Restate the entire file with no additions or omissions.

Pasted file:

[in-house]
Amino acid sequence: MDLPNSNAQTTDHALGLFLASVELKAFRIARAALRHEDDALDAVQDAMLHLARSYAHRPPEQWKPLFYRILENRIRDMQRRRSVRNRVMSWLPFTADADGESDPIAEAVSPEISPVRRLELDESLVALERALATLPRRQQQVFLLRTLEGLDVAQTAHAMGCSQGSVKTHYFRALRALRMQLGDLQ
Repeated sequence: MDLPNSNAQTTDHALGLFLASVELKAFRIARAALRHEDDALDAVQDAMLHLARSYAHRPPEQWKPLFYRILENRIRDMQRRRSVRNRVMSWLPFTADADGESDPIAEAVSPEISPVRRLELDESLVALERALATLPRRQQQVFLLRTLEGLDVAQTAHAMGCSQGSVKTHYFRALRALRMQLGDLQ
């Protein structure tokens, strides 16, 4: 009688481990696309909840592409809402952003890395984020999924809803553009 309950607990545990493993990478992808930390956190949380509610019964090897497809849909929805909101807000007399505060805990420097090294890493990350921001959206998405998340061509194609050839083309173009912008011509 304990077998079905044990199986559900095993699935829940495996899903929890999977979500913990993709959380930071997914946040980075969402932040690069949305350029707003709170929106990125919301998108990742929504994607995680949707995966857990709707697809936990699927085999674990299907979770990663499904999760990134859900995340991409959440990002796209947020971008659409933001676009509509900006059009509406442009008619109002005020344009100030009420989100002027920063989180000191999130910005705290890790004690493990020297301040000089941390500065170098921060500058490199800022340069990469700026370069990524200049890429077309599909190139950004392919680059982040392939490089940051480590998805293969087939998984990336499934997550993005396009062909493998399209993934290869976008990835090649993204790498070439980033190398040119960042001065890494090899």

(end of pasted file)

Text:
[in-house]
Amino acid sequence: MDLPNSNAQTTDHALGLFLASVELKAFRIARAALRHEDDALDAVQDAMLHLARSYAHRPPEQWKPLFYRILENRIRDMQRRRSVRNRVMSWLPFTADADGESDPIAEAVSPEISPVRRLELDESLVALERALATLPRRQQQVFLLRTLEGLDVAQTAHAMGCSQGSVKTHYFRALRALRMQLGDLQ
Repeated sequence: MDLPNSNAQTTDHALGLFLASVELKAFRIARAALRHEDDALDAVQDAMLHLARSYAHRPPEQWKPLFYRILENRIRDMQRRRSVRNRVMSWLPFTADADGESDPIAEAVSPEISPVRRLELDESLVALERALATLPRRQQQVFLLRTLEGLDVAQTAHAMGCSQGSVKTHYFRALRALRMQLGDLQ
């Protein structure tokens, strides 16, 4: 009688481990696309909840592409809402952003890395984020999924809803553009 309950607990545990493993990478992808930390956190949380509610019964090897497809849909929805909101807000007399505060805990420097090294890493990350921001959206998405998340061509194609050839083309173009912008011509 304990077998079905044990199986559900095993699935829940495996899903929890999977979500913990993709959380930071997914946040980075969402932040690069949305350029707003709170929106990125919301998108990742929504994607995680949707995966857990709707697809936990699927085999674990299907979770990663499904999760990134859900995340991409959440990002796209947020971008659409933001676009509509900006059009509406442009008619109002005020344009100030009420989100002027920063989180000191999130910005705290890790004690493990020297301040000089941390500065170098921060500058490199800022340069990469700026370069990524200049890429077309599909190139950004392919680059982040392939490089940051480590998805293969087939998984990336499934997550993005396009062909493998399209993934290869976008990835090649993204790498070439980033190398040119960042001065890494090899």